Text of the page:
Plates vs Plumes: A Geological Controversy / Edition 1

Plates vs Plumes: A Geological Controversy / Edition 1

by Gillian R. Foulger
     
 

Since the advent of the mantle plume hypothesis in 1971, scientists have been faced with the problem that its predictions are not confirmed by observation. For thirty years, the usual reaction has been to adapt the hypothesis in numerous ways. As a result, the multitude of current plume variants now amounts to an unfalsifiable hypothesis.

In the early 21st

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Overview

Since the advent of the mantle plume hypothesis in 1971, scientists have been faced with the problem that its predictions are not confirmed by observation. For thirty years, the usual reaction has been to adapt the hypothesis in numerous ways. As a result, the multitude of current plume variants now amounts to an unfalsifiable hypothesis.

In the early 21st century demand became relentless for a theory that can explain melting anomalies in a way that fits the observations naturally and is forward-predictive. From this the Plate hypothesis emerged–the exact inverse of the Plume hypothesis. The Plate hypothesis attributes melting anomalies to shallow effects directly related to plate tectonics. It rejects the hypothesis that surface volcanism is driven by convection in the deep mantle.

Earth Science is currently in the midst of the kind of paradigm-challenging debate that occurs only rarely in any field. This volume comprises its first handbook. It reviews the Plate and Plume hypotheses, including a clear statement of the former. Thereafter it follows an observational approach, drawing widely from many volcanic regions in chapters on vertical motions of Earth’s crust, magma volumes, time-progressions of volcanism, seismic imaging, mantle temperature and geochemistry.

This book will be indispensable to Earth scientists from all specialties who are interested in this new subject. It will be suitable as a reference work for those teaching relevant classes, and an ideal text for advanced undergraduates and graduate students studying plate tectonics and related topics.

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Product Details

ISBN-13:
9781444336795
Publisher:
Wiley
Publication date:
10/26/2010
Pages:
364
Product dimensions:
7.60(w) x 9.80(h) x 1.00(d)

Meet the Author

Gillian Foulger is Professor of Geophysics at the University of Durham where she has worked since 1985 on earthquake seismology and plate tectonics. She lived and researched in Iceland for seven years, where she acquired a mistrust of theories that do not fit practical observations without contortion. She manages the world-famous website www.mantleplumes.org and is widely acclaimed for leading the global debate regarding the existence of mantle plumes. For this she was awarded the prestigious Price Medal by the Royal Astronomical Society in 2005.

You can visit Gillian's website at www.MantlePlumes.org

Table of Contents

Preface, ix

1 From plate tectonics to plumes, and back again, 1

1.1 Volcanoes, and exceptional volcanoes, 1

1.2 Early beginnings: Continental drift and its rejection, 1

1.3 Emergence of the Plume hypothesis, 6

1.4 Predictions of the Plume hypothesis, 11

1.5 Lists of plumes, 13

1.6 Testing plume predictions, 21

1.7 A quick tour of Hawaii and Iceland, 23

1.8 Moving on: Holism and alternatives, 26

1.9 The Plate hypothesis, 26

1.10 Predictions of the Plate hypothesis, 35

1.11 Testing the Plate hypothesis, 35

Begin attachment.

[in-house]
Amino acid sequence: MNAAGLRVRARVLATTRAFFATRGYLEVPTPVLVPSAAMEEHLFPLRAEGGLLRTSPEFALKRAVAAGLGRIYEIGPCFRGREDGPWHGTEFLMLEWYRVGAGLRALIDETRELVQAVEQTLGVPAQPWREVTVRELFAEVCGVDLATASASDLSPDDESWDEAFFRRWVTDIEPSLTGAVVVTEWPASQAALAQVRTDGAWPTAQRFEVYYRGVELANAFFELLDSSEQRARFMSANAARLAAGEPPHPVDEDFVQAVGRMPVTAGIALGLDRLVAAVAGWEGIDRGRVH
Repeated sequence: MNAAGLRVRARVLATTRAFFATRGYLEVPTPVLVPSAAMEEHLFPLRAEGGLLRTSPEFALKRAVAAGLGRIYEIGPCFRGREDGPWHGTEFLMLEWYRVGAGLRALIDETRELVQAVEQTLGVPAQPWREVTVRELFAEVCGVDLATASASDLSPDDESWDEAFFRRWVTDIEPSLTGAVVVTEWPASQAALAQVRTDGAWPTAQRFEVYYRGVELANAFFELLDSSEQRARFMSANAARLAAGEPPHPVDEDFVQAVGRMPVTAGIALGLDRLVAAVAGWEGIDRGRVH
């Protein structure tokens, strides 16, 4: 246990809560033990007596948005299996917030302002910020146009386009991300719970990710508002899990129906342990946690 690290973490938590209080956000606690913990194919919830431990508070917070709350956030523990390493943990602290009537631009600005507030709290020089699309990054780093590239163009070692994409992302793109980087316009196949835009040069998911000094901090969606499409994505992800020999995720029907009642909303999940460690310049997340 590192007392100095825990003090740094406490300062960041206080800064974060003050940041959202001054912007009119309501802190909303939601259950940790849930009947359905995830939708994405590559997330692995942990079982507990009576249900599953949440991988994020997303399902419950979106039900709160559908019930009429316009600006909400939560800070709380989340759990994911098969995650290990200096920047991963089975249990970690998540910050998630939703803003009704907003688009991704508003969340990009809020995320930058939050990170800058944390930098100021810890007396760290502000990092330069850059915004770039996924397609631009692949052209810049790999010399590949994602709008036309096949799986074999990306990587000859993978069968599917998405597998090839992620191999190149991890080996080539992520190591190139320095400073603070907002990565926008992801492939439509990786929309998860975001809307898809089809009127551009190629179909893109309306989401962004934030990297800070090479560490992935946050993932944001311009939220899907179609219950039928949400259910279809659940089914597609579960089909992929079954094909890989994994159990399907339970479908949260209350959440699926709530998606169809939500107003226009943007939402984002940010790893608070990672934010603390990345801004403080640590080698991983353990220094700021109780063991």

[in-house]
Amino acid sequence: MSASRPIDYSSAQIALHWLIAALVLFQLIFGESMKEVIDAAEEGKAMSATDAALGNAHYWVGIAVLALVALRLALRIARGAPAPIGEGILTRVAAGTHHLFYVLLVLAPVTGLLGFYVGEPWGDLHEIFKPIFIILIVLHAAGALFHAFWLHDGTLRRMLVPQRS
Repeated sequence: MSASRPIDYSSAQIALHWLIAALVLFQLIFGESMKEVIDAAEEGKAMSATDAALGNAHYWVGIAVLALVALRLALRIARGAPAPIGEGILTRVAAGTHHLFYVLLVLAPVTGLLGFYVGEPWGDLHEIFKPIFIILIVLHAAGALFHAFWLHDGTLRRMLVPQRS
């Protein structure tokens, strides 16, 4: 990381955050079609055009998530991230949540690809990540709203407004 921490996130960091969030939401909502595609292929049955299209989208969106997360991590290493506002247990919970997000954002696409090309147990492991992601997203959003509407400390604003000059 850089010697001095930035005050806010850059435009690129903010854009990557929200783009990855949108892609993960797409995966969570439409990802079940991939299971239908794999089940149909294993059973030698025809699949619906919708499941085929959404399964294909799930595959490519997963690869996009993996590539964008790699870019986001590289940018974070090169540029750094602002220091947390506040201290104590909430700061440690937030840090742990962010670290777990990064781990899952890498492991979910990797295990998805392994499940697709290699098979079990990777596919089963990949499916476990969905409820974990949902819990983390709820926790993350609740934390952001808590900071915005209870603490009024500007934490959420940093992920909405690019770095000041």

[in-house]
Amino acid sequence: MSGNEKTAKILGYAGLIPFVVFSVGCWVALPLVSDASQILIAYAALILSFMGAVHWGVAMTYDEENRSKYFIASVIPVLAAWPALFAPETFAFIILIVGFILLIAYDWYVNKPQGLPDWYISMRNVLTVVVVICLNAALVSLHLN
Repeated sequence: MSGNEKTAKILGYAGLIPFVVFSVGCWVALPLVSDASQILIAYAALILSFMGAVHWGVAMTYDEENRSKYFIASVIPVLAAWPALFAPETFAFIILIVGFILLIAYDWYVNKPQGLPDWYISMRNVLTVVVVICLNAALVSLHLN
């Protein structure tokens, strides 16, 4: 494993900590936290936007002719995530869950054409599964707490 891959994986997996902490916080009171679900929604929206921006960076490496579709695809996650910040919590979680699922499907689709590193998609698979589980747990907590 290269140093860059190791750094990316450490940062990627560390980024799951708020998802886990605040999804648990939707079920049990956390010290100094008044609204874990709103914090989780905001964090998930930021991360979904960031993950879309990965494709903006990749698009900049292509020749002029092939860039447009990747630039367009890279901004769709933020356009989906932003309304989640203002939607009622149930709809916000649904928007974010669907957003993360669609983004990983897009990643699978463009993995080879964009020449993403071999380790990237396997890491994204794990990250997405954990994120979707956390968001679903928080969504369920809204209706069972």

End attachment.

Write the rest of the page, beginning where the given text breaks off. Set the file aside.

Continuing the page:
1.12 Revisiting Hawaii and Iceland, 36

1.13 Questions and problems, 37

1.14 Exercises for the student, 37

2 Vertical motions, 38

2.1 Introduction, 38

2.2 Predictions of the Plume hypothesis, 39

2.3 Predictions of the Plate hypothesis, 40

2.4 Comparison of the predictions of the Plume and Plate hypotheses, 43

2.5 Observations, 43

2.6 Plume variants, 73

2.7 Discussion, 74

2.8 Exercises for the student, 76

3 Volcanism, 78

3.1 Introduction, 78

3.2 Predictions of the Plume hypothesis, 84

3.3 Predictions of the Plate hypothesis, 86

3.4 Comparison of the predictions of the Plate and Plume hypotheses, 91

3.5 Observations, 92

3.6 Plume variants, 113

3.7 Discussion, 114

3.8 Exercises for the student, 116

4 Time progressions and relative fi xity of melting anomalies, 118

4.1 Introduction, 118

4.2 Methods, 120

4.3 Predictions of the Plume hypothesis, 122

4.4 Predictions of the Plate hypothesis, 122

4.5 Observations, 123

4.6 Hotspot reference frames, 134

4.7 Plume variants, 1370

4.8 Discussion, 140

4.9 Exercises for the student, 141

5 Seismology, 143

5.1 Introduction, 143

5.2 Seismological techniques, 148

5.3 Predictions of the Plume hypothesis, 153

5.4 Predictions of the Plate hypothesis, 154

5.5 Observations, 155

5.6 Global observations, 179

5.7 Plume variants, 184

5.8 Discussion, 185

5.9 Exercises for the student, 188

6 Temperature and heat, 189

6.1 Introduction, 189

6.2 Methods, 195

6.3 Predictions of the Plume hypothesis, 203

6.4 Predictions of the Plate hypothesis, 205

6.5 Observations, 206

6.6 Variants of the Plume hypothesis, 222

6.7 Discussion, 223

6.8 Exercises for the student, 225

7 Petrology and geochemistry, 227

7.1 Introduction, 227

7.2 Some basics, 230

7.3 Predictions of the Plume hypothesis, 245

7.4 Predictions of the Plate hypothesis, 246

7.5 Proposed deep-mantle- and coremantle-boundary tracers, 246

7.6 A few highlights from melting anomalies, 252

7.7 Plume variants, 261

7.8 Discussion, 263

7.9 Exercises for the student, 265

8 Synthesis, 267

8.1 Introduction, 267

8.2 Mantle convection, 275

8.3 An unfalsifi able hypothesis, 277

8.4 Diversity: a smoking gun, 284

8.5 The need for joined-up science, 284

8.6 The future, 286

8.7 Exercises for the student, 287

References, 288

Index, 319

Colour plate section (starting after page 180)

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